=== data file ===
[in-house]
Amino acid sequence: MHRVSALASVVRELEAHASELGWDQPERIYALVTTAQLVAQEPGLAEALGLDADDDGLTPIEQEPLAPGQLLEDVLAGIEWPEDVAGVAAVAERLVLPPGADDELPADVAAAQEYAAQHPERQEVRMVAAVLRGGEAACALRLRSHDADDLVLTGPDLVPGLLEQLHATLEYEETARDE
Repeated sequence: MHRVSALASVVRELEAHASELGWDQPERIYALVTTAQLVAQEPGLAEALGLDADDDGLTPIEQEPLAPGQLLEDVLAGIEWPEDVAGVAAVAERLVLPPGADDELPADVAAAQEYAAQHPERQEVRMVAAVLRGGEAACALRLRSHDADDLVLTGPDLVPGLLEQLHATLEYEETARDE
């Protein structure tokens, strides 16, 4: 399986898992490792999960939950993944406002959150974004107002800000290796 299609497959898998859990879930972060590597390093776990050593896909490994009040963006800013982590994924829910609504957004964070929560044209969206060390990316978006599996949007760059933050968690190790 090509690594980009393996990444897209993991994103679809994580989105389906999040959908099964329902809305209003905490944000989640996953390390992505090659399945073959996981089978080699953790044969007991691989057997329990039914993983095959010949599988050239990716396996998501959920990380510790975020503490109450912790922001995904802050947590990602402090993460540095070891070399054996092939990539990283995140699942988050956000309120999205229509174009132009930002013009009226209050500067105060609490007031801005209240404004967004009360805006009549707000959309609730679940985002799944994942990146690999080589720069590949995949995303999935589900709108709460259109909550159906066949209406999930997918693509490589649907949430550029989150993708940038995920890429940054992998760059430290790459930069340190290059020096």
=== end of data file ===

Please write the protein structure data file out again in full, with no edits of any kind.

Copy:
[in-house]
Amino acid sequence: MHRVSALASVVRELEAHASELGWDQPERIYALVTTAQLVAQEPGLAEALGLDADDDGLTPIEQEPLAPGQLLEDVLAGIEWPEDVAGVAAVAERLVLPPGADDELPADVAAAQEYAAQHPERQEVRMVAAVLRGGEAACALRLRSHDADDLVLTGPDLVPGLLEQLHATLEYEETARDE
Repeated sequence: MHRVSALASVVRELEAHASELGWDQPERIYALVTTAQLVAQEPGLAEALGLDADDDGLTPIEQEPLAPGQLLEDVLAGIEWPEDVAGVAAVAERLVLPPGADDELPADVAAAQEYAAQHPERQEVRMVAAVLRGGEAACALRLRSHDADDLVLTGPDLVPGLLEQLHATLEYEETARDE
């Protein structure tokens, strides 16, 4: 399986898992490792999960939950993944406002959150974004107002800000290796 299609497959898998859990879930972060590597390093776990050593896909490994009040963006800013982590994924829910609504957004964070929560044209969206060390990316978006599996949007760059933050968690190790 090509690594980009393996990444897209993991994103679809994580989105389906999040959908099964329902809305209003905490944000989640996953390390992505090659399945073959996981089978080699953790044969007991691989057997329990039914993983095959010949599988050239990716396996998501959920990380510790975020503490109450912790922001995904802050947590990602402090993460540095070891070399054996092939990539990283995140699942988050956000309120999205229509174009132009930002013009009226209050500067105060609490007031801005209240404004967004009360805006009549707000959309609730679940985002799944994942990146690999080589720069590949995949995303999935589900709108709460259109909550159906066949209406999930997918693509490589649907949430550029989150993708940038995920890429940054992998760059430290790459930069340190290059020096």